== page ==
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This review is from: Apple AirPort Express (Accessory)
The previous generation of this device was a unit that plugged directly into a mains socket. Personally, I prefer this redesign. The former generation was awkward to use if you had mains sockets close to the floor, and it tipped over irritatingly when used with an extension lead. It also helps that I won't be using the new Express as a portable device (some people baulk at carrying around yet another power lead).
The AirPort Express is now exactly the same shape and size as an Apple TV. A second (non-Gigabit) Ethernet port and simultaneous dual band have been added, and the maximum number of simultaneous users has been upped from 10 to 50. These changes make the new AirPort Express a much more capable wireless router in its own right.
But what continues to make the Express unique is its ability to AirPlay music from iTunes - or any audio from a Mac running OS X 10.8 "Mountain Lion" or later - via analogue. The Apple TV can also stream audio but only via a digital optical output, meaning you'd have to fork out for a DAC if your speakers only have an analogue input. In addition, the Apple TV resamples audio from the CD standard of 44.1 kHz to 48 kHz. Many people won't find the difference noticeable, but others will, especially if they're streaming high-quality lossless audio.
I've connected my Express to a Powerline adapter, set it to bridge mode, and I'm using it to create a new dual band network on the second floor, where my original wireless router's signal is patchy. This way, I've got a much better wireless network on the second floor, a free Ethernet port on the Express for connecting a wired device, a flawless AirPlay connection to my hi-fi, and a USB port for connecting a printer if I should wish. It's worth the price for the AirPlay alone.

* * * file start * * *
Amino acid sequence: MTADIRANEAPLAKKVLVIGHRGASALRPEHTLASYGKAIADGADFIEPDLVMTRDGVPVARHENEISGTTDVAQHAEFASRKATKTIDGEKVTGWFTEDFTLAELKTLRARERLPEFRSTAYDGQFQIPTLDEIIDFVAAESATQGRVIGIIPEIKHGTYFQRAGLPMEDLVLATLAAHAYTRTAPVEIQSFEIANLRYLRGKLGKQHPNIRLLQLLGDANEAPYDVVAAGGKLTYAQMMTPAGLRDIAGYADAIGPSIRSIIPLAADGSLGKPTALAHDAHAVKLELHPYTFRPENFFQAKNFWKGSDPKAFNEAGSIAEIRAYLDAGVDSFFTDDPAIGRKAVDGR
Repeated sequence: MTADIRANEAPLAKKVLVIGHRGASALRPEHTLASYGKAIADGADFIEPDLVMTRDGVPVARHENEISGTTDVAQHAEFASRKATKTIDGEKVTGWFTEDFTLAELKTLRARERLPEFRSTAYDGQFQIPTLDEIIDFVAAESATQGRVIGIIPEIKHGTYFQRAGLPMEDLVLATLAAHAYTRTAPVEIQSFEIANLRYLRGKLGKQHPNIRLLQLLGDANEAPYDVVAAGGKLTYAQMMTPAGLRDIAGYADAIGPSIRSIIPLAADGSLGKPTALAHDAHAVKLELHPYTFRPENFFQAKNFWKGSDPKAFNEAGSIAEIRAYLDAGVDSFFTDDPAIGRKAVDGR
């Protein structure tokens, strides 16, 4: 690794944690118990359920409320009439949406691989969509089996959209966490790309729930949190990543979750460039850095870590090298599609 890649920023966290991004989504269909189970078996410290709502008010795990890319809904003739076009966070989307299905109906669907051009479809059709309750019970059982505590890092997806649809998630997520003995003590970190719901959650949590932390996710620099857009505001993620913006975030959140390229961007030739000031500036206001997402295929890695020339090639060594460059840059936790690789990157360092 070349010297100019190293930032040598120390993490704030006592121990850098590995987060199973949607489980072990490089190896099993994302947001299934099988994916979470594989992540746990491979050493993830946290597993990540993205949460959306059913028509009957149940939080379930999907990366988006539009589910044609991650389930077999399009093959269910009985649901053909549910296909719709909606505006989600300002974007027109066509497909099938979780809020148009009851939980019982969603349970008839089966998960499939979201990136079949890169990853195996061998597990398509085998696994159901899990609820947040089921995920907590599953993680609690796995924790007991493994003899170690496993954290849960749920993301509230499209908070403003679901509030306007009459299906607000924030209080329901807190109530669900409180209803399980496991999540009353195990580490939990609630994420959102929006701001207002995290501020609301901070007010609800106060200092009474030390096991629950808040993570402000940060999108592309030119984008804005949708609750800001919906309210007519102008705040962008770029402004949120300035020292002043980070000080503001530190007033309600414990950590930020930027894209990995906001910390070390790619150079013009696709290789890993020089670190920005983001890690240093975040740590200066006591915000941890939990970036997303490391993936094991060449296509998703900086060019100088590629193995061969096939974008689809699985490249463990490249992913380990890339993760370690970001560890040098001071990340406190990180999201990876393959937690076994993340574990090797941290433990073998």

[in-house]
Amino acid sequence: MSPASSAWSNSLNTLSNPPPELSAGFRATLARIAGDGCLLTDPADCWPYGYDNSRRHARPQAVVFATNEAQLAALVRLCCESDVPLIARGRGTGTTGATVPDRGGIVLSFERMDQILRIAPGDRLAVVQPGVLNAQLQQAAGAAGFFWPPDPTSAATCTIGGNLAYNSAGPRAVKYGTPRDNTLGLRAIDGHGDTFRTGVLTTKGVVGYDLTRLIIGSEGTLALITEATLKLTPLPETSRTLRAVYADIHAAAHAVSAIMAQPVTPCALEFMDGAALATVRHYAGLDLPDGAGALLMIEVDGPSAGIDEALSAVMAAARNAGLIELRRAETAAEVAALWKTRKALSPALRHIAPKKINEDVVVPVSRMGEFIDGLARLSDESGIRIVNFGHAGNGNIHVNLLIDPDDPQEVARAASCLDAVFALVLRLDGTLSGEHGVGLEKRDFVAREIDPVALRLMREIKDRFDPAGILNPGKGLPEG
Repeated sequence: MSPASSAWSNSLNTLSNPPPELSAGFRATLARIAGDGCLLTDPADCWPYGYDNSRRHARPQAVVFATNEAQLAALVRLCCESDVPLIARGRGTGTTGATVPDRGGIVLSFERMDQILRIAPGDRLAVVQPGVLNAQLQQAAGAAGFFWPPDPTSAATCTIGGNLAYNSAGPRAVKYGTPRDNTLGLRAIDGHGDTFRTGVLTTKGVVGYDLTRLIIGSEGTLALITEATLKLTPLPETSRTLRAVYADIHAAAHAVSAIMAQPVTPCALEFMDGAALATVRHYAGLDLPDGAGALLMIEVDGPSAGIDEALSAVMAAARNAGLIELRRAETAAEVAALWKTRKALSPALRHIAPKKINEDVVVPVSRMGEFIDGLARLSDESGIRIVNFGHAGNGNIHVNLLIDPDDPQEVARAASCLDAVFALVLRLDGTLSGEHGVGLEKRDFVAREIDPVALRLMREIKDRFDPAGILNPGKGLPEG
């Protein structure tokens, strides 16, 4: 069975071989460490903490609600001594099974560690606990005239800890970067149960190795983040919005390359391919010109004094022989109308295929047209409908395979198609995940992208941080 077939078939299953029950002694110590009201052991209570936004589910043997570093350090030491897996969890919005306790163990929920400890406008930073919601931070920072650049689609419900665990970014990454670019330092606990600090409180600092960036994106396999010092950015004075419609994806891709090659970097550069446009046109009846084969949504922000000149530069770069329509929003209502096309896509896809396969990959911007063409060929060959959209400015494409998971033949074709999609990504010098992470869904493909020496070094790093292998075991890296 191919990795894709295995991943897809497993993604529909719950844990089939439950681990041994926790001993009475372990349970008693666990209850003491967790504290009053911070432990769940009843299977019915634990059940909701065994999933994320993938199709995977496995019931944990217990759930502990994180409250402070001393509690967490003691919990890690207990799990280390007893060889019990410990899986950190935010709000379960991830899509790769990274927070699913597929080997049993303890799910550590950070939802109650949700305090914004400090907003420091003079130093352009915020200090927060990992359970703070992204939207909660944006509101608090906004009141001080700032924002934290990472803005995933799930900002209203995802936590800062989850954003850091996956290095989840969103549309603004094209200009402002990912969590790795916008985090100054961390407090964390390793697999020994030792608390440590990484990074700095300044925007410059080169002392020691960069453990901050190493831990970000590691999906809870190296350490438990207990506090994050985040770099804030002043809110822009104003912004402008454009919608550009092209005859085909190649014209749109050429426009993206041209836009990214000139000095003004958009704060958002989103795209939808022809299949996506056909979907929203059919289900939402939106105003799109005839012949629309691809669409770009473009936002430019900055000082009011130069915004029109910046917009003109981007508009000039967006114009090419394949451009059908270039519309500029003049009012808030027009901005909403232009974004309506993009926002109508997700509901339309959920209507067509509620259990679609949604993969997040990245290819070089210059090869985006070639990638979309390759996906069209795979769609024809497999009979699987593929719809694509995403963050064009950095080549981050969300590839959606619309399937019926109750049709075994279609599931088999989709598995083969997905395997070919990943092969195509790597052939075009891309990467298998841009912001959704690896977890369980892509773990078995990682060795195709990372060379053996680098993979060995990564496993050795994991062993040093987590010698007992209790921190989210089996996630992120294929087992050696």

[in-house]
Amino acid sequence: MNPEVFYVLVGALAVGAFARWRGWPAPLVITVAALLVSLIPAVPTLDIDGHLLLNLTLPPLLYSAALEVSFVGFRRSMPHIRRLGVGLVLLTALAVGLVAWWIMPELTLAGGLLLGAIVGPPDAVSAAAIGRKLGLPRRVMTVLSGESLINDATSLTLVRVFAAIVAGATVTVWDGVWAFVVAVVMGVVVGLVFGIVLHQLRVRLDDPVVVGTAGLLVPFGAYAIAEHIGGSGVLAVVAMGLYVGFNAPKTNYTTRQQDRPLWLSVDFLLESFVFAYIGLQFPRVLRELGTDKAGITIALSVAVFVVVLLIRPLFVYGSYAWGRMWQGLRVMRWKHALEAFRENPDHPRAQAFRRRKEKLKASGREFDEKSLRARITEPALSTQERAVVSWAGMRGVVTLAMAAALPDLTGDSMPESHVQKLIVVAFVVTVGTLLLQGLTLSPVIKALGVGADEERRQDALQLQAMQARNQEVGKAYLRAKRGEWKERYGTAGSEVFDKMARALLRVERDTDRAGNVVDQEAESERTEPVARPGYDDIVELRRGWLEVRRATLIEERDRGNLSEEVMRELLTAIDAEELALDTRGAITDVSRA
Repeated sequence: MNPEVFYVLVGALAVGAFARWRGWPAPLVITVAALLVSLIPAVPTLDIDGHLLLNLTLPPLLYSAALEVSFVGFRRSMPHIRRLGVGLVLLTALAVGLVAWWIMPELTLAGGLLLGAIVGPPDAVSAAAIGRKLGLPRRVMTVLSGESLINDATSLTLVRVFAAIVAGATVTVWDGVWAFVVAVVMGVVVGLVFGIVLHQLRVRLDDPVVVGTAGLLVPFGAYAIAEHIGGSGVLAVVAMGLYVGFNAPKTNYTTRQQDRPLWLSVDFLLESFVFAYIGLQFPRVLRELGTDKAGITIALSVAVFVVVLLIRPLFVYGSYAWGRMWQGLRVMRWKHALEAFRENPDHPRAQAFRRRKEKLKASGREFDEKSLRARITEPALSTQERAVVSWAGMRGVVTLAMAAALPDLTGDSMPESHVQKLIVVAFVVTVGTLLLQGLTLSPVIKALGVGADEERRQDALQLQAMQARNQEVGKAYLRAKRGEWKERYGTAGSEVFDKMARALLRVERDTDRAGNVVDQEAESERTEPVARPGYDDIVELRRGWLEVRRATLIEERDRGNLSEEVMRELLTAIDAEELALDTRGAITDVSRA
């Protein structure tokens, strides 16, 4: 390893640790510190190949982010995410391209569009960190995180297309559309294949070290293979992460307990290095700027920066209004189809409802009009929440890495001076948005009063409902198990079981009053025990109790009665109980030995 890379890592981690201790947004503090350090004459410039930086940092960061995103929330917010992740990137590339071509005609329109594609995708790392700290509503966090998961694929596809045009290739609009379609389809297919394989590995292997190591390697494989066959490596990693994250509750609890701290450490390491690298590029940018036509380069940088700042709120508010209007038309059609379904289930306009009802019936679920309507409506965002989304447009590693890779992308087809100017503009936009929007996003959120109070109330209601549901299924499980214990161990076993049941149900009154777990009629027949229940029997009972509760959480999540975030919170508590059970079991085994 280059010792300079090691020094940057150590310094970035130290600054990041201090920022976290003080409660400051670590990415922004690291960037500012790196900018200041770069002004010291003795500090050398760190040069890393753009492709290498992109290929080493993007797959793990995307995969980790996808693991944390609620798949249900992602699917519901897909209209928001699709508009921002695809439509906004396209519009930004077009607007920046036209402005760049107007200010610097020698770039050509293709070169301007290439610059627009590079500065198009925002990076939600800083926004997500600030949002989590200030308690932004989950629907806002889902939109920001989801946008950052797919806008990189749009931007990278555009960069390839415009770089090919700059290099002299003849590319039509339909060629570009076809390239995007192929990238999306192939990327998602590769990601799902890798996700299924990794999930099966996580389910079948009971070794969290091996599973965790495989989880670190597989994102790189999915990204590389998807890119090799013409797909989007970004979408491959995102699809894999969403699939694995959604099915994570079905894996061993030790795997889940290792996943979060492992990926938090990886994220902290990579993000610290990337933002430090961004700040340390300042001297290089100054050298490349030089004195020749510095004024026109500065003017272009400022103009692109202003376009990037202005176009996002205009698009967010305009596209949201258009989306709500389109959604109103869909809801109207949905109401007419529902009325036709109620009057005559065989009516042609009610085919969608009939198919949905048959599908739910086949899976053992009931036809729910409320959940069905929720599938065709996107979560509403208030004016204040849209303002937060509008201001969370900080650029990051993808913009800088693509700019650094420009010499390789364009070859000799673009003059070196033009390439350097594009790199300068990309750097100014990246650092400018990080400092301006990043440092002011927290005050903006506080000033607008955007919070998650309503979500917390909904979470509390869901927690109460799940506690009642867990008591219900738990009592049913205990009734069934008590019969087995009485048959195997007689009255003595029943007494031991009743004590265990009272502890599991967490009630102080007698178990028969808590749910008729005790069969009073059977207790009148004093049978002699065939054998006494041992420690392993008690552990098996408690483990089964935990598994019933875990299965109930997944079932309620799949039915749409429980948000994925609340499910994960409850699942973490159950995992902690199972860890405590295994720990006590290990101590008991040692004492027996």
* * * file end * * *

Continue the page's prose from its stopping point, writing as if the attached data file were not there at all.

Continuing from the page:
(WORD OF WARNING: The wireless side of the Express has three modes: "Create a wireless network", "Join a wireless network" and "Extend a wireless network". The last of these will only work with a wireless signal emitted by another Apple product (i.e. an AirPort Express, an AirPort Extreme or a Time Capsule). This limiting of functionality to the same brand is poor play by Apple, and isn't made very clear in the company's marketing of the Express.)
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Showing 1-2 of 2 posts in this discussion
Initial post: 27 Sep 2013, 15:32:28 BST
M. Wilson says:
Thank you for the word of warning. You're right that this limiting of functionality to Apple-only products is an ethically dubious move. +1 for mentioning it so it might not catch folk out!
In reply to an earlier post on 9 Jan 2014, 23:14:16 GMT
I have many Apple products but this is an evolving cynical business model.
I wish for accessories like this to work with the beautiful and free Linux Mint.
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